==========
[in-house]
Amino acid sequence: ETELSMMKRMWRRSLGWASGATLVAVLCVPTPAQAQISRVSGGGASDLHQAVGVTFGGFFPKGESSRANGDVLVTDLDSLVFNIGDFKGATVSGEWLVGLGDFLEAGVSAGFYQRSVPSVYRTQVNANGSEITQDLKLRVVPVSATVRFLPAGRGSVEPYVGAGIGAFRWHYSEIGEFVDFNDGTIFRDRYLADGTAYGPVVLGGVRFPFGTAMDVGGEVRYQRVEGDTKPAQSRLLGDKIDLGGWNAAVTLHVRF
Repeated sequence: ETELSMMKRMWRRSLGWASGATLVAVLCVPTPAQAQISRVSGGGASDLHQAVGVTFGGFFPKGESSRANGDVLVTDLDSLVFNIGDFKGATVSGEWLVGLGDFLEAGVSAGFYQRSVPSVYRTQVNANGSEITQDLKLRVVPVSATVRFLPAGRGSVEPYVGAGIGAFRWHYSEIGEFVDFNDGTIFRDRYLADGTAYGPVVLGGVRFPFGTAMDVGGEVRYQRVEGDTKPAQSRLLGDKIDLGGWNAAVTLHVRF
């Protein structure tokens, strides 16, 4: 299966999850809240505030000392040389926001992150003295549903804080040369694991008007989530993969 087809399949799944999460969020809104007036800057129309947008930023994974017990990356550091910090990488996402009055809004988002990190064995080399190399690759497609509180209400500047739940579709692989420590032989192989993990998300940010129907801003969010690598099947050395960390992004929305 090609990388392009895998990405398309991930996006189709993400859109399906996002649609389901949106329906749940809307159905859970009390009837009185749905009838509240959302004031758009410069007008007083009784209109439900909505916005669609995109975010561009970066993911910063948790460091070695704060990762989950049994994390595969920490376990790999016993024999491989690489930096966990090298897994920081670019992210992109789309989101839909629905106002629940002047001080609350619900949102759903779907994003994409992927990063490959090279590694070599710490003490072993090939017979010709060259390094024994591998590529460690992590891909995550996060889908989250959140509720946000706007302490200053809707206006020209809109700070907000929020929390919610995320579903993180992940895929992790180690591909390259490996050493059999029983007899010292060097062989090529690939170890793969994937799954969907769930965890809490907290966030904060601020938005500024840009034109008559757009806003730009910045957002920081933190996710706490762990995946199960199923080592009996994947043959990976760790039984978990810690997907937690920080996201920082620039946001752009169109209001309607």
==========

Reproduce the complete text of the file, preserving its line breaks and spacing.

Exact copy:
[in-house]
Amino acid sequence: ETELSMMKRMWRRSLGWASGATLVAVLCVPTPAQAQISRVSGGGASDLHQAVGVTFGGFFPKGESSRANGDVLVTDLDSLVFNIGDFKGATVSGEWLVGLGDFLEAGVSAGFYQRSVPSVYRTQVNANGSEITQDLKLRVVPVSATVRFLPAGRGSVEPYVGAGIGAFRWHYSEIGEFVDFNDGTIFRDRYLADGTAYGPVVLGGVRFPFGTAMDVGGEVRYQRVEGDTKPAQSRLLGDKIDLGGWNAAVTLHVRF
Repeated sequence: ETELSMMKRMWRRSLGWASGATLVAVLCVPTPAQAQISRVSGGGASDLHQAVGVTFGGFFPKGESSRANGDVLVTDLDSLVFNIGDFKGATVSGEWLVGLGDFLEAGVSAGFYQRSVPSVYRTQVNANGSEITQDLKLRVVPVSATVRFLPAGRGSVEPYVGAGIGAFRWHYSEIGEFVDFNDGTIFRDRYLADGTAYGPVVLGGVRFPFGTAMDVGGEVRYQRVEGDTKPAQSRLLGDKIDLGGWNAAVTLHVRF
């Protein structure tokens, strides 16, 4: 299966999850809240505030000392040389926001992150003295549903804080040369694991008007989530993969 087809399949799944999460969020809104007036800057129309947008930023994974017990990356550091910090990488996402009055809004988002990190064995080399190399690759497609509180209400500047739940579709692989420590032989192989993990998300940010129907801003969010690598099947050395960390992004929305 090609990388392009895998990405398309991930996006189709993400859109399906996002649609389901949106329906749940809307159905859970009390009837009185749905009838509240959302004031758009410069007008007083009784209109439900909505916005669609995109975010561009970066993911910063948790460091070695704060990762989950049994994390595969920490376990790999016993024999491989690489930096966990090298897994920081670019992210992109789309989101839909629905106002629940002047001080609350619900949102759903779907994003994409992927990063490959090279590694070599710490003490072993090939017979010709060259390094024994591998590529460690992590891909995550996060889908989250959140509720946000706007302490200053809707206006020209809109700070907000929020929390919610995320579903993180992940895929992790180690591909390259490996050493059999029983007899010292060097062989090529690939170890793969994937799954969907769930965890809490907290966030904060601020938005500024840009034109008559757009806003730009910045957002920081933190996710706490762990995946199960199923080592009996994947043959990976760790039984978990810690997907937690920080996201920082620039946001752009169109209001309607």